I didn’t grow up going to church, and whether it was intentional or not, my parents raised me to question how people use interpretations of the Bible to control or subjugate others through systems of religious worship. I’ve seen from afar how the Black church props up certain leaders and church ladies to judge people and consider themselves as better than others, even when unethical behavior or corruption often runs through their ranks.

I also fundamentally disagree with the church labeling people as “sinners” or “abominations” because of their sexual orientation or gender identity. I’ve sat in a Sunday service, full-out weeping through the bulk of the service, and abruptly felt shocked and unwelcomed as the pastor began preaching about how gay people have “strayed from God’s path.”

Like many Black millennials, I don’t want my spirituality to live within an institution that preaches love but applies it selectively. Still, I’ve also wondered how my life would be different if I had the support of a church community, especially in a time where the loss of in-person communities and third places has exacerbated a loneliness epidemic among people my age.

Celie begins her life with the same conception of a white capital-G God that people of color have recently begun to question as the mainstream representation of Christian religion. Even after her children and Nettie are taken away, she writes to this God and follows his word, staying submissive to her husband’s abuse as the Bible says.

“This life soon be over,” Celie says to Sofia, in the same scene as the latter’s infamous speech. “Heaven last all ways.”

Then Celie falls in love with Shug Avery, the “loose woman” who found happiness and fulfillment outside of traditional life. Shug introduces Celie to the idea that God of the judgmental church doesn’t have to rule their lives. Instead, Walker writes, “God is everything, say Shug. Everything that is or ever was or ever will be. And when you can feel that, and be happy to feel that, you’ve found it.”

Whoopi Goldberg smiles with Margaret Avery in a scene from the film "The Color Purple."
Whoopi Goldberg smiles with Margaret Avery in a scene from the film “The Color Purple.”

Michael Ochs Archives via Getty Images

Shug points out the glory of nature and the color purple and says that God just wants you to show love to it and the people closest to you. She knows that her pastor father doesn’t agree with her blues singing, but God understands why she does it, and He still loves her. By the end of the book, after Celie has found joy and purpose, her letters addressed “Dear God” have evolved to “Dear Everything.” Reading Celie’s progression felt like an epiphany that God can be anything, and the church doesn’t have to dictate whether or not you’re following your faith.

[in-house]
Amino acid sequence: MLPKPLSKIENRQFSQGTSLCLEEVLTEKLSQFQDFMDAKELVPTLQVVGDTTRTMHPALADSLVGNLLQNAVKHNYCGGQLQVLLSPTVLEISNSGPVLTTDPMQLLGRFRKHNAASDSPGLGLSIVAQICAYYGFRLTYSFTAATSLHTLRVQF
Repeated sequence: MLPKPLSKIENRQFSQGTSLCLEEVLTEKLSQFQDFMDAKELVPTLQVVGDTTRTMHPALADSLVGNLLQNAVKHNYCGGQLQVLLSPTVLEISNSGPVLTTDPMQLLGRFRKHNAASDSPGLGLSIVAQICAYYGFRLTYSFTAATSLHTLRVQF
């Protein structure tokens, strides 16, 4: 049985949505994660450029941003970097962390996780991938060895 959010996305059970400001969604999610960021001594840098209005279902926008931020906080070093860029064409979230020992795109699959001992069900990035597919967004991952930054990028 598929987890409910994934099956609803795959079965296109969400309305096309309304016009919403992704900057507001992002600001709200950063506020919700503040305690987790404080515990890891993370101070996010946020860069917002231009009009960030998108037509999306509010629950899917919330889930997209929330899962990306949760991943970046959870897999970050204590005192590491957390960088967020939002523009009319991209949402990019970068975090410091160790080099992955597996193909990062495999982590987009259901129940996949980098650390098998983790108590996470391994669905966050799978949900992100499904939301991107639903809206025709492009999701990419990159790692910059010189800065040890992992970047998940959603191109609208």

Last Christmas, I drove my mom to see Blitz Bazawule’s screen adaptation of the stage musical, and the circle of us teaching each other more about this work continued. As we left the theater, she marveled at how much more she noticed while watching this movie, mentioning storylines the 1985 film skipped, like Celie visiting Sofia in jail and Mister forming a friendship with Celie.

As an entertainment journalist and advocate for the power of representation in pop culture, I felt fulfilled to see the work helmed by a Black director for the first time. Bazawule’s film is the closest I’ve come to the swell of feelings I experienced while reading Walker’s novel, and I’m so grateful it exists to lift my spirits.

2023 was an exuberant year of reclaiming the hard-earned joy within “The Color Purple.” I was moved to tears several times as I attended a virtual event for the trailer premiere, where Oprah Winfrey and Bazawule showcased their vision for the film through a triumphant lens. I was floored by the majestic performances by Danielle Brooks, Taraji P. Henson and Fantasia Barrino all those years after I saw the latter on stage and clogged the phone lines voting for her on “American Idol.” I’ve kept up regular listenings of all three musical soundtracks; tracks such as “Keep It Movin’,” “Hell No!,” “What About Love?” “The Color Purple” and “I’m Here” have become my gospel.

Fourteen years after “The Color Purple” first gave me nightmares, I realized that Celie’s story is one of hope and happiness in building your own community and loving on them even as oppressive systems try to take away your joy. The story is about the strength of the sisterhood between Celie, Nettie, Shug, Sofia, Squeak, and all Black women and femmes and people who actively choose to free themselves from patriarchal norms. It shows that even though society will call us poor and ugly, we’re still here, and we’re here for each other.